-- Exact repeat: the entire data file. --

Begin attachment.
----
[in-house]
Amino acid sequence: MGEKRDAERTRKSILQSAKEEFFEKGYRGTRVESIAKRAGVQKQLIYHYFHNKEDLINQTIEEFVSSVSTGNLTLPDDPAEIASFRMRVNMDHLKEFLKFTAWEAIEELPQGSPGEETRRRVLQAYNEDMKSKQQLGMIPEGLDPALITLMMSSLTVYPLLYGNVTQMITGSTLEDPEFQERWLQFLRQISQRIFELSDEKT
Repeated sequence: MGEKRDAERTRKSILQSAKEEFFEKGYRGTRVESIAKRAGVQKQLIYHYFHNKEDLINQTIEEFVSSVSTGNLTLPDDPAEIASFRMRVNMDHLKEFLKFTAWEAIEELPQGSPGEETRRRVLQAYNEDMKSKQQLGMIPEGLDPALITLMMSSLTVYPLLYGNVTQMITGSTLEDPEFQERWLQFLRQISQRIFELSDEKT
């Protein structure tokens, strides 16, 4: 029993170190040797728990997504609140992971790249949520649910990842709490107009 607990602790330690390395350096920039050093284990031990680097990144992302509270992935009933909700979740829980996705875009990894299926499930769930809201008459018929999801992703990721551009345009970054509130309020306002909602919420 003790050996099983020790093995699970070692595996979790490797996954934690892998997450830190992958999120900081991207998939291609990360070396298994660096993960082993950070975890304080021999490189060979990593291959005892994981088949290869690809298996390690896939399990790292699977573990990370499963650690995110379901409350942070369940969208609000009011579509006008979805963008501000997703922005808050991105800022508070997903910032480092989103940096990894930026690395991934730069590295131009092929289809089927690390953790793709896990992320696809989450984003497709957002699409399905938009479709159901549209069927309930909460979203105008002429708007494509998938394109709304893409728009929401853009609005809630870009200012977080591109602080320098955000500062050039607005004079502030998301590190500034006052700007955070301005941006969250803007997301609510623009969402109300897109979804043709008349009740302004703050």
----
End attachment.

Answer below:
[in-house]
Amino acid sequence: MGEKRDAERTRKSILQSAKEEFFEKGYRGTRVESIAKRAGVQKQLIYHYFHNKEDLINQTIEEFVSSVSTGNLTLPDDPAEIASFRMRVNMDHLKEFLKFTAWEAIEELPQGSPGEETRRRVLQAYNEDMKSKQQLGMIPEGLDPALITLMMSSLTVYPLLYGNVTQMITGSTLEDPEFQERWLQFLRQISQRIFELSDEKT
Repeated sequence: MGEKRDAERTRKSILQSAKEEFFEKGYRGTRVESIAKRAGVQKQLIYHYFHNKEDLINQTIEEFVSSVSTGNLTLPDDPAEIASFRMRVNMDHLKEFLKFTAWEAIEELPQGSPGEETRRRVLQAYNEDMKSKQQLGMIPEGLDPALITLMMSSLTVYPLLYGNVTQMITGSTLEDPEFQERWLQFLRQISQRIFELSDEKT
């Protein structure tokens, strides 16, 4: 029993170190040797728990997504609140992971790249949520649910990842709490107009 607990602790330690390395350096920039050093284990031990680097990144992302509270992935009933909700979740829980996705875009990894299926499930769930809201008459018929999801992703990721551009345009970054509130309020306002909602919420 003790050996099983020790093995699970070692595996979790490797996954934690892998997450830190992958999120900081991207998939291609990360070396298994660096993960082993950070975890304080021999490189060979990593291959005892994981088949290869690809298996390690896939399990790292699977573990990370499963650690995110379901409350942070369940969208609000009011579509006008979805963008501000997703922005808050991105800022508070997903910032480092989103940096990894930026690395991934730069590295131009092929289809089927690390953790793709896990992320696809989450984003497709957002699409399905938009479709159901549209069927309930909460979203105008002429708007494509998938394109709304893409728009929401853009609005809630870009200012977080591109602080320098955000500062050039607005004079502030998301590190500034006052700007955070301005941006969250803007997301609510623009969402109300897109979804043709008349009740302004703050």